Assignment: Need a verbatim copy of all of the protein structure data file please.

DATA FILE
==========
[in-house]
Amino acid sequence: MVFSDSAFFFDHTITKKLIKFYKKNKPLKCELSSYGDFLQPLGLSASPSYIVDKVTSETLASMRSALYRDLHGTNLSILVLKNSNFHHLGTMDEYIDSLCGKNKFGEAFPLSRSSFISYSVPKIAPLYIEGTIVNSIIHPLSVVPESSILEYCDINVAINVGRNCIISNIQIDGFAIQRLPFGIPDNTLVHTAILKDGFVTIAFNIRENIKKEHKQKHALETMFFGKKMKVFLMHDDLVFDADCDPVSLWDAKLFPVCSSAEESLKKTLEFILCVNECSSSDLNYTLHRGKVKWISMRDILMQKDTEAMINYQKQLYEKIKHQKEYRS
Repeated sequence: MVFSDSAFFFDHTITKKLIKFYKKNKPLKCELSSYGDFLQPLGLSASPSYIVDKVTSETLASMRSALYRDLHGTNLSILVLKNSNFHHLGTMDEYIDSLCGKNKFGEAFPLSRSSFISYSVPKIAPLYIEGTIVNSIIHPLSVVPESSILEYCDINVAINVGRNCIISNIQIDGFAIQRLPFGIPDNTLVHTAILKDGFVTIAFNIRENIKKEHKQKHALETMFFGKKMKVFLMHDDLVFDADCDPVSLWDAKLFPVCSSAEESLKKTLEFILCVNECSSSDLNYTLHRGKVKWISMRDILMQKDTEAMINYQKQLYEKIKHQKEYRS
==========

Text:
[in-house]
Amino acid sequence: MVFSDSAFFFDHTITKKLIKFYKKNKPLKCELSSYGDFLQPLGLSASPSYIVDKVTSETLASMRSALYRDLHGTNLSILVLKNSNFHHLGTMDEYIDSLCGKNKFGEAFPLSRSSFISYSVPKIAPLYIEGTIVNSIIHPLSVVPESSILEYCDINVAINVGRNCIISNIQIDGFAIQRLPFGIPDNTLVHTAILKDGFVTIAFNIRENIKKEHKQKHALETMFFGKKMKVFLMHDDLVFDADCDPVSLWDAKLFPVCSSAEESLKKTLEFILCVNECSSSDLNYTLHRGKVKWISMRDILMQKDTEAMINYQKQLYEKIKHQKEYRS
Repeated sequence: MVFSDSAFFFDHTITKKLIKFYKKNKPLKCELSSYGDFLQPLGLSASPSYIVDKVTSETLASMRSALYRDLHGTNLSILVLKNSNFHHLGTMDEYIDSLCGKNKFGEAFPLSRSSFISYSVPKIAPLYIEGTIVNSIIHPLSVVPESSILEYCDINVAINVGRNCIISNIQIDGFAIQRLPFGIPDNTLVHTAILKDGFVTIAFNIRENIKKEHKQKHALETMFFGKKMKVFLMHDDLVFDADCDPVSLWDAKLFPVCSSAEESLKKTLEFILCVNECSSSDLNYTLHRGKVKWISMRDILMQKDTEAMINYQKQLYEKIKHQKEYRS